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January 25, 1984


The opinion of the court was delivered by: NEALON


 NEALON, Chief Judge.

 The plaintiffs in the above-captioned matter filed their complaint on November 3, 1983, invoking the jurisdiction of this court pursuant to section 301 of the Labor Management Relations Act, 29 U.S.C. § 185(a) and sections 1132 and 1145 of ERISA, 29 U.S.C. § 1001 et seq. Essentially, the plaintiffs allege that the defendant has failed to perform certain duties, including the obligation to make payments to certain employee funds, as required by a collective bargaining agreement. The defendant has moved to stay the present action pending arbitration of the dispute. For the reasons set forth below, the court will deny the motion.


 To support its view that a stay is appropriate in this case, the defendant cites the "no-strike clause" in the parties' collective bargaining agreement. That provision states:


There shall be no strikes, work stoppages, or picketing unless a party has failed to pay the minimum wage rates prescribed by the Agreement or a party has failed to make payments as required by this Agreement when due to the appropriate funds.

 See Brief in Support of Motion to Stay Pending Arbitration at 2, Document 7 of the Record. Although conceding that the contract does not contain an arbitration clause, the defendant asserts that the court should find that an "implied" duty to arbitrate arises from the inclusion of the no-strike clause in the collective bargaining agreement.

 The defendant supports this argument by noting that the courts sometimes have "implied" an obligation not to strike by looking to the inclusion of an arbitration clause in a labor contract. The defendant concedes, however, that "a thorough search of federal and labor digests has failed to produce any cases which [hold that] a duty to arbitrate can be implied from an express no-strike clause." Id. at 3-4.

 The court rejects the defendant's argument. While an arbitration clause normally is considered the quid pro quo for a no-strike clause, see Textile Workers of America v. Lincoln Mills, 353 U.S. 448, 455, 77 S. Ct. 912, 917, 1 L. Ed. 2d 972 (1957), there is no principle in federal labor law which would preclude the parties from electing to include only one of these provisions in a collective bargaining agreement. Moreover, those cases which "imply" a no-strike clause, see, e.g., Local 174, Teamsters, Chauffeurs, Warehousemen & Helpers v. Lucas Flour Co., 369 U.S. 95, 104-06, 82 S. Ct. 571, 577-78, 7 L. Ed. 2d 593 (1962), do not support the defendant's position that the inclusion of a no-strike clause gives rise to an implicit obligation to arbitrate. In the Lucas Flour case, the Supreme Court stated:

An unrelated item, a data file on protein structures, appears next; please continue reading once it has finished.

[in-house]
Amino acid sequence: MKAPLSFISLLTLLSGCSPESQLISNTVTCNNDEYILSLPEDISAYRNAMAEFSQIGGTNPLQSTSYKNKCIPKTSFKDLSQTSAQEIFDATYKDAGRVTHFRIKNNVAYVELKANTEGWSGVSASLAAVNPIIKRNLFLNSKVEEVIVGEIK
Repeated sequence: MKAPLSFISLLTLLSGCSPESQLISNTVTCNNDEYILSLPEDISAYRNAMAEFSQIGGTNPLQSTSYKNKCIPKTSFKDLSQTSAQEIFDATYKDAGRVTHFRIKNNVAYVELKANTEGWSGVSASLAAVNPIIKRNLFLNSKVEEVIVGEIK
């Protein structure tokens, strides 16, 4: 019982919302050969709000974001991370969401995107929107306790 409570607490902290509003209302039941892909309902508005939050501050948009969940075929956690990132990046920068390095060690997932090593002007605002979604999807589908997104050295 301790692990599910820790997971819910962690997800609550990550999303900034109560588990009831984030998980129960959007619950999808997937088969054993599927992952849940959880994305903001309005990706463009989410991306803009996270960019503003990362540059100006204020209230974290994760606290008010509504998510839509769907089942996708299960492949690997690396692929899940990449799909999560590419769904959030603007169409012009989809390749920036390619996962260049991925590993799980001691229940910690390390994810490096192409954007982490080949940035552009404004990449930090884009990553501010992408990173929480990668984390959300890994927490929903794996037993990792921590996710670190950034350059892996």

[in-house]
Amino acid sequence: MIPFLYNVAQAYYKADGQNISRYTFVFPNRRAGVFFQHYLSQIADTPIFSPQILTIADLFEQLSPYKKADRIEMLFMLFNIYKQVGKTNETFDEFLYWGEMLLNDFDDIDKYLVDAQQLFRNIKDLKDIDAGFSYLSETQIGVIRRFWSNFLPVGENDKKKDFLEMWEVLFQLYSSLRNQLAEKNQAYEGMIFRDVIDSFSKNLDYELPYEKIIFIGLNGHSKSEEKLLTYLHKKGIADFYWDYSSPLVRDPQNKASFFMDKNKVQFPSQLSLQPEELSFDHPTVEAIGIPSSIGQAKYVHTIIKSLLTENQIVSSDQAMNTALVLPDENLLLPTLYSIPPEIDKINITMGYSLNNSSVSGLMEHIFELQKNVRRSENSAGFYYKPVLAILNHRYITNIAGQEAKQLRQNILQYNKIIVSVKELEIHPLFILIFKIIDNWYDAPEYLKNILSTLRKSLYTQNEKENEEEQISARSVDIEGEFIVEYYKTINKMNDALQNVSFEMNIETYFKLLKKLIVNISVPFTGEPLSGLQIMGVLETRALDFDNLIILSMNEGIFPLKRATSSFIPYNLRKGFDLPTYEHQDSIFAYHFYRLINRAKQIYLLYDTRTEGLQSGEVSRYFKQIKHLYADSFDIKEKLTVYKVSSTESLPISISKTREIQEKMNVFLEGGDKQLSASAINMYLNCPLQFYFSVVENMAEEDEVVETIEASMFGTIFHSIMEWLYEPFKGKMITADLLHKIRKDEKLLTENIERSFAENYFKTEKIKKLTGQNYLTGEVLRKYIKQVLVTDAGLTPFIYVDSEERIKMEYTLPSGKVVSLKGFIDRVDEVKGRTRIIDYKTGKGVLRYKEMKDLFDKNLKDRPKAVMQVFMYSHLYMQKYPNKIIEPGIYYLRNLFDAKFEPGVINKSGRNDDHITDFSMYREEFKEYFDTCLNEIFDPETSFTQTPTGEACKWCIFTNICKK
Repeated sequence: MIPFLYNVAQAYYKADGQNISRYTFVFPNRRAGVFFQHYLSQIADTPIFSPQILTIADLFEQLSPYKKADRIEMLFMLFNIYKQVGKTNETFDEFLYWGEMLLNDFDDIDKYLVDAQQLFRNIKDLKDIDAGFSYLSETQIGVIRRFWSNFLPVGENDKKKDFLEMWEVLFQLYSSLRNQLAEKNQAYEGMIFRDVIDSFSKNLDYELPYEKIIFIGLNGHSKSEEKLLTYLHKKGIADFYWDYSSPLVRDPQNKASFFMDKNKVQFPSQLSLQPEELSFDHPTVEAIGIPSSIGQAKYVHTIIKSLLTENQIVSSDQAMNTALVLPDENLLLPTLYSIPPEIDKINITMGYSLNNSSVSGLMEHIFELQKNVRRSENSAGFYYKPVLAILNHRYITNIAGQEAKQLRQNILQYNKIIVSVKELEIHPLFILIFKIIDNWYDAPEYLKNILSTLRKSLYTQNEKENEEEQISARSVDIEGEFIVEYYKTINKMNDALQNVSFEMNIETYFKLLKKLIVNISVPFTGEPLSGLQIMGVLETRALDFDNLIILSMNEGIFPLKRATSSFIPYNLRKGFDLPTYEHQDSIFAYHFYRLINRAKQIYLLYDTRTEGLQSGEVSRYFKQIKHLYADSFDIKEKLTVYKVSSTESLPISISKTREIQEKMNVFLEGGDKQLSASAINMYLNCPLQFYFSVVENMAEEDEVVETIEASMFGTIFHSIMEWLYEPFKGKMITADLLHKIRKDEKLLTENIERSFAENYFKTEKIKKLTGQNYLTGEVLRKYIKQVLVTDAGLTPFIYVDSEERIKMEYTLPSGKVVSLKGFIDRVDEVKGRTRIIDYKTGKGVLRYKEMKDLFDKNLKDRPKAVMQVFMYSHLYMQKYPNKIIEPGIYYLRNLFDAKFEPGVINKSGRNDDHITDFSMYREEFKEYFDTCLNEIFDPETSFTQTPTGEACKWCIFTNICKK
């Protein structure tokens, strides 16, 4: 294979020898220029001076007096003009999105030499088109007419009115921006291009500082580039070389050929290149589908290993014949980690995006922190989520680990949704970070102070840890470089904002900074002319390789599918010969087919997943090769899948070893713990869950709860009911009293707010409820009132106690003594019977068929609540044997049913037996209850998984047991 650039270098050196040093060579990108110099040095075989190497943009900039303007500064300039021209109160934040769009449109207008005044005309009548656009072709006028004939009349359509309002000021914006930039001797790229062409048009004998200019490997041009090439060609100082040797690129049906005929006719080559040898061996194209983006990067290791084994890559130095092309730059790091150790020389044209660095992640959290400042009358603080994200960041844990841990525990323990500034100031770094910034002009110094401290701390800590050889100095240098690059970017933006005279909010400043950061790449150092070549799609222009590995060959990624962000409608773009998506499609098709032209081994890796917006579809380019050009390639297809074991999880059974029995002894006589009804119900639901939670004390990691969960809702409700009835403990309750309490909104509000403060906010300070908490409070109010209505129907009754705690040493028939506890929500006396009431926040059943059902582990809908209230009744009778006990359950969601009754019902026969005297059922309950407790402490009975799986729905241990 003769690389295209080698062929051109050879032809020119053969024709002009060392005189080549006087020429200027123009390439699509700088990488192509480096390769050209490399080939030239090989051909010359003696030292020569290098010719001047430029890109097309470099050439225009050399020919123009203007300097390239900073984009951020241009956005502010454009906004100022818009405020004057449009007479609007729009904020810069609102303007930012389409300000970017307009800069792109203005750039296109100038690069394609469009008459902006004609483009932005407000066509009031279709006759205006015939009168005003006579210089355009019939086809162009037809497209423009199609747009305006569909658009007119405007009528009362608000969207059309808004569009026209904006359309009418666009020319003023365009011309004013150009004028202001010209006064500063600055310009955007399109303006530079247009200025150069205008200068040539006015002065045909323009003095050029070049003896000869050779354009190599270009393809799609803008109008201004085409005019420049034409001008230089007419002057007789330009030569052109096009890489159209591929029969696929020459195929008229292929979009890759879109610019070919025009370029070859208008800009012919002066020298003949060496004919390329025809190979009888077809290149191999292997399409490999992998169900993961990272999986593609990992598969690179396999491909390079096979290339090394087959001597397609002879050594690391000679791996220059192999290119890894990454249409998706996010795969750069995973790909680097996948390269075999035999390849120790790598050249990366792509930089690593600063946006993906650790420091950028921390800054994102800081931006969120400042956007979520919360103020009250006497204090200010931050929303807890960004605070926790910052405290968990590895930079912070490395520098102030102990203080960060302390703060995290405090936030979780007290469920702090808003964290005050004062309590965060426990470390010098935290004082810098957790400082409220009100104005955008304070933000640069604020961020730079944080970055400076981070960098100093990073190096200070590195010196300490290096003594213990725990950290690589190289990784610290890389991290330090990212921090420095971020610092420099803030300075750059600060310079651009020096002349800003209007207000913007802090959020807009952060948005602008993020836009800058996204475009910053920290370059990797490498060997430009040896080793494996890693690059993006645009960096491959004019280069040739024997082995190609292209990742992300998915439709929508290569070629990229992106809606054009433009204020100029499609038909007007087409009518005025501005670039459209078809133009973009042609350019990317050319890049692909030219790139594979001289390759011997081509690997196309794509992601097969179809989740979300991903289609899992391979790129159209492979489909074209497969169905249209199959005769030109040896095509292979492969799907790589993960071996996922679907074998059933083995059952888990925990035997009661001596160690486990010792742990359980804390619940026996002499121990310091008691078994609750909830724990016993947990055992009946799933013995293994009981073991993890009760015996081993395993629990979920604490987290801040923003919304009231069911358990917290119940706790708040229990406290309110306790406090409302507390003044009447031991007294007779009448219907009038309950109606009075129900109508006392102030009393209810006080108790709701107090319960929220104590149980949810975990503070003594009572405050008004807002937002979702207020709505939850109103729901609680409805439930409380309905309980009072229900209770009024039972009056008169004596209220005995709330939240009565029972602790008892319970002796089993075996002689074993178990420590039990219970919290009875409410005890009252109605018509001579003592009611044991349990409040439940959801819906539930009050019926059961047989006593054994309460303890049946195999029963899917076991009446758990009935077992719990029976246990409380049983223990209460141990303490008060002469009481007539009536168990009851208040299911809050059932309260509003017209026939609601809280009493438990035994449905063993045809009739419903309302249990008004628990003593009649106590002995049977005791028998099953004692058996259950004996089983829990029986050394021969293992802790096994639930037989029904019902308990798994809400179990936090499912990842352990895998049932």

Whether, as a matter of federal law, the strike which the union called was a violation of the collective bargaining contract is thus the ultimate issue which this case presents. It is argued that there could be no violation in the absence of a no-strike clause in the contract explicitly covering the subject of the dispute over which the strike was called. We disagree.


The collective bargaining contract expressly imposed upon both parties the duty of submitting the dispute in question to final and binding arbitration. In a consistent course of decisions the Courts of Appeals of at least five Federal Circuits have held that a strike to settle a dispute which a collective bargaining agreement provides shall be settled exclusively and finally by compulsory arbitration constitutes a violation of the agreement. The National Labor Relations Board has reached the same conclusion. We approve that doctrine. To hold otherwise would obviously do violence to accepted principles of traditional contract law. Even more in point, a contrary view would be completely at odds with the basic policy of national labor legislation to promote the arbitral process as a substitute for economic warfare.

 Id. at 104-05, 82 S. Ct. at 577-78 (footnotes and citations omitted). Hence, the Lucas Flour decision was grounded upon the belief that a promise to use arbitration as the exclusive means to resolve a dispute necessarily negates the right to resort to a strike to achieve the same end.

 The Lucas Flour holding makes a great deal of sense. It is difficult, however, to extend it to a situation in which the facts are reversed, for a promise not to strike does not necessarily negate the right to resort to judicial or any other remedies which may be available in the event of a dispute. Inasmuch as the court can find no implied promise to arbitrate here, and since "a party cannot be required to submit to arbitration any dispute which he has not agreed so to submit," United Steelworkers v. Warrior & Gulf Navigation Co., 363 U.S. 574, 582, 80 S. Ct. 1347, 1353, 4 L. Ed. 2d 1409 (1960), the court must deny the instant motion.

 In addition, even if the court were to apply Lucas Flour to these facts, the defendant would be in no better position regarding a stay. The Lucas Flour Court limited its holding by stating that "what has been said is not to suggest that a no-strike agreement is to be implied beyond the area which it has been agreed will be exclusively covered by compulsory . . . arbitration." 369 U.S. at 106, 82 S. Ct. at 578. In the instant case, the no-strike clause has a limited scope, for it does not apply if "a party has failed to make payments" required by the contract. The present dispute concerns such a failure to remit the requisite sums. If the court were to hold that an agreement to arbitrate is implicit in the contract then, it could not apply to the instant dispute which lies beyond the area falling within the scope of the no-strike clause.

 An appropriate Order will enter.


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